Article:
The Galata Tower of Istanbul and the Karakoy District

For a fantastic panoramic view over Istanbul, head to Galata Tower in the Beyoglu district. As one of the city’s most iconic landmark buildings, every day, it hosts hundreds of people eager to find out what all the hype is about. Not only that, it’s illustrious history, makes it an exciting story.

Let us go back to 528 when the Byzantine emperor Anastasias built the original version as a watchtower, and it got the name “Big Zodiac.” It served its purpose as a lookout over the Golden Horn, which was then a crucial part of the city. Anyone who conquered and took control of the Golden Horn had the upper hand. Over the centuries though, it suffered from many fires, and by 1348, the Genoese rebuilt it and named it the Jesus tower.

150 years later, the Ottoman were now ruling over Constantinople, and the 1509 earthquake caused much damage. Life continued though, and its purpose changed from a prison to a set-off point for Hezarfen Ahmed Celebi, who wanted to be the first man to fly via gliding. Bit it would seem luck was not on the tower's side because a mass fire destroyed much of it in 1794, and again in 1831. Repairs changed its appearance, including the conical cone, placed on the upper level with a viewing platform, that these days is a pivotal skyline point.

If history interests you and you want to know more about the tower, check out a book called Galata, Pera, Beyoglu: A Biography by Guher Beydes, John Freely, and Brendan Freely. The publication talks about the tower and the Beyoglu area surrounding it, through history, and by looking at buildings, they tell the tales of people who lived in them.

Galata Tower Istanbul

Galata Tower and the Karakoy District

Galata tower sits in the Karakoy quarter, of the larger Beyoglu district. If time allows, explore the side streets to discover more and gain a sense of nostalgia. Karakoy is the new name for the area that was the same name as the tower. Covering a large section of the European side, it sits on the Golden Horn and marks the entrance to one side of Galata Bridge.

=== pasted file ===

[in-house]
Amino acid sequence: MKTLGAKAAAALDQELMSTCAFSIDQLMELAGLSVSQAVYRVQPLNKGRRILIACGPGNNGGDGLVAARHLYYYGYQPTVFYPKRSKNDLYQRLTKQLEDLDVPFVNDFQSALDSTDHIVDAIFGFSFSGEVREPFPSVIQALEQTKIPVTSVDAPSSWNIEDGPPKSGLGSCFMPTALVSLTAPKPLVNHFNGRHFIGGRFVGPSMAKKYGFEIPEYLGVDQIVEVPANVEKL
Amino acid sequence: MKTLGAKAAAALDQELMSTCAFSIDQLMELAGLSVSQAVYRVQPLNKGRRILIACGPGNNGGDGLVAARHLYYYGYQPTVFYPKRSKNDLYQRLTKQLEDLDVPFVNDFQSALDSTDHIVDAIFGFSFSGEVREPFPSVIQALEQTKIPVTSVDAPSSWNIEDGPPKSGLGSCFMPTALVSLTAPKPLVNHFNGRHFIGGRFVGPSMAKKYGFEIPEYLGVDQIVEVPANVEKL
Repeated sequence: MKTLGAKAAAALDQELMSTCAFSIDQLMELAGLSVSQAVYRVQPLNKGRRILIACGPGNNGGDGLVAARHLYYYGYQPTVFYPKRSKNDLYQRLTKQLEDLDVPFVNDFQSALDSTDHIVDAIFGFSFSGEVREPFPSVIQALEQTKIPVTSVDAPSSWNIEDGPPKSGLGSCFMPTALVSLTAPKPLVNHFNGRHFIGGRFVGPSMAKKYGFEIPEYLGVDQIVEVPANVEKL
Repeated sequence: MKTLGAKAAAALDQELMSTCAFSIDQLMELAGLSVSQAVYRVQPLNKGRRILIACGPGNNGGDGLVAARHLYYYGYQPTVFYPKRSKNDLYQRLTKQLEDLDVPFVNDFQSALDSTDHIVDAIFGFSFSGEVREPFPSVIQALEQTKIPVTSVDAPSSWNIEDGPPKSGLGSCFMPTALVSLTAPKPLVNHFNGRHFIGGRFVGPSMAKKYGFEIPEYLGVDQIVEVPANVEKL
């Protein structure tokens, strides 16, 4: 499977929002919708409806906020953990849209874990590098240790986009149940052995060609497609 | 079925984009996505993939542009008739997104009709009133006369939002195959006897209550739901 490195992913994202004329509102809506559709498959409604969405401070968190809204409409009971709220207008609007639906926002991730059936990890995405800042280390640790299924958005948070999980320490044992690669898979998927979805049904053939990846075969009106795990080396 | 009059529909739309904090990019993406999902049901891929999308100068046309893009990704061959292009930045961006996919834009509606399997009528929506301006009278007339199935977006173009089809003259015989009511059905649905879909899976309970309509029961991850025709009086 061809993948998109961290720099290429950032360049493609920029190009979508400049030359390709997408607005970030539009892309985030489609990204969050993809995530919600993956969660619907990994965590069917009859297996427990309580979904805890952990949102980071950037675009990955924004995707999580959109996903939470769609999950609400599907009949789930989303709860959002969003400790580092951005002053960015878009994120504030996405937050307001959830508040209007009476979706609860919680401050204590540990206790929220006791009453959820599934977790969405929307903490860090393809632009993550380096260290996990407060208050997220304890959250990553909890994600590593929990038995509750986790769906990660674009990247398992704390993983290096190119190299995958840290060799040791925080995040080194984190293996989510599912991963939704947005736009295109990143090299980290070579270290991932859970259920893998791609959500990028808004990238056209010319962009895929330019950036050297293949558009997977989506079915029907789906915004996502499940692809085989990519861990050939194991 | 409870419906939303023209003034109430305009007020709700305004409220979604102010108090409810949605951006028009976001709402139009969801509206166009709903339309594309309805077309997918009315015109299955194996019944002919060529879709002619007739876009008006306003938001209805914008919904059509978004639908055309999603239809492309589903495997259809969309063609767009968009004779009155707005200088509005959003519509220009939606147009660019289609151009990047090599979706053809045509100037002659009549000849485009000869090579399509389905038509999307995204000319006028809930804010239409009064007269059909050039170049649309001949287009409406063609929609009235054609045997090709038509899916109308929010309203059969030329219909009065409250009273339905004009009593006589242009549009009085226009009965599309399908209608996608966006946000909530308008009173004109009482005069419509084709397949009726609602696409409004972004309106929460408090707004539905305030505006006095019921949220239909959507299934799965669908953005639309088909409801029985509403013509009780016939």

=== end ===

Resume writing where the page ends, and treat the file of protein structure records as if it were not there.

In the 19th century, during Ottoman Empire rule, it was the banking centre, and these days is also known as a desirable place to buy a property and live. The name Karakoy means dark village, yet this is an inaccurate description of this vibrant district brimming over with religious and cultural heritage.

Occupied since the Byzantine period, history shows us it has always been a multi-cultural hotpot, with Greeks, Jews and Turks living side by side. After the Russian revolution, many Russians moved to the area.

Fast forward to today, and street-side cafes became the focal point, but its crowning glory is as a major ferry port. Ferries are the preferred method of transport for many Istanbul locals, and Karakoy is a springboard to other districts on the European and Asian sides. Huge cruise ships carrying passengers from countries around the world also dock in for them to experience the delights of Istanbul.

If fish and seafood is your preferred cuisine while in Istanbul, we recommend the restaurants in Karakoy. As experts in their trade and specialising on this one cuisine, their reputation is renowned and locals often flock there at weekends.

Karakoy Istanbul

Handy to Know: The Quincentennial Foundation Museum of Turkish Jews is in the Karakoy district. Open since 1992, it explores 500 years of Jewish and Turkish relations and is significant because, from 1452, large amounts of Jews lived in Karakoy when other nations expelled them. Also watch out for the famous 19th century Camondo stairs, a worthy camera moment.

After exploring Galata tower and the Karakoy district, if you have time left, head up to the tourist attraction of Istiklal avenue to find more sights, iconic buildings, the famous red tram system, and attractions. Running up to the Taksim square independence monument, this street is Turkey’s busiest and a must-see while in Istanbul.

Famous Buildings in Istanbul: Istanbul is so full of landmarks buildings that rank as some of the world’s most iconic. From the grand Hagia Sophia that was a former church, and a mosque to the Haydarpasa train station building on the Asian side. If you want more sites to explore, this list gets you off to a good start.



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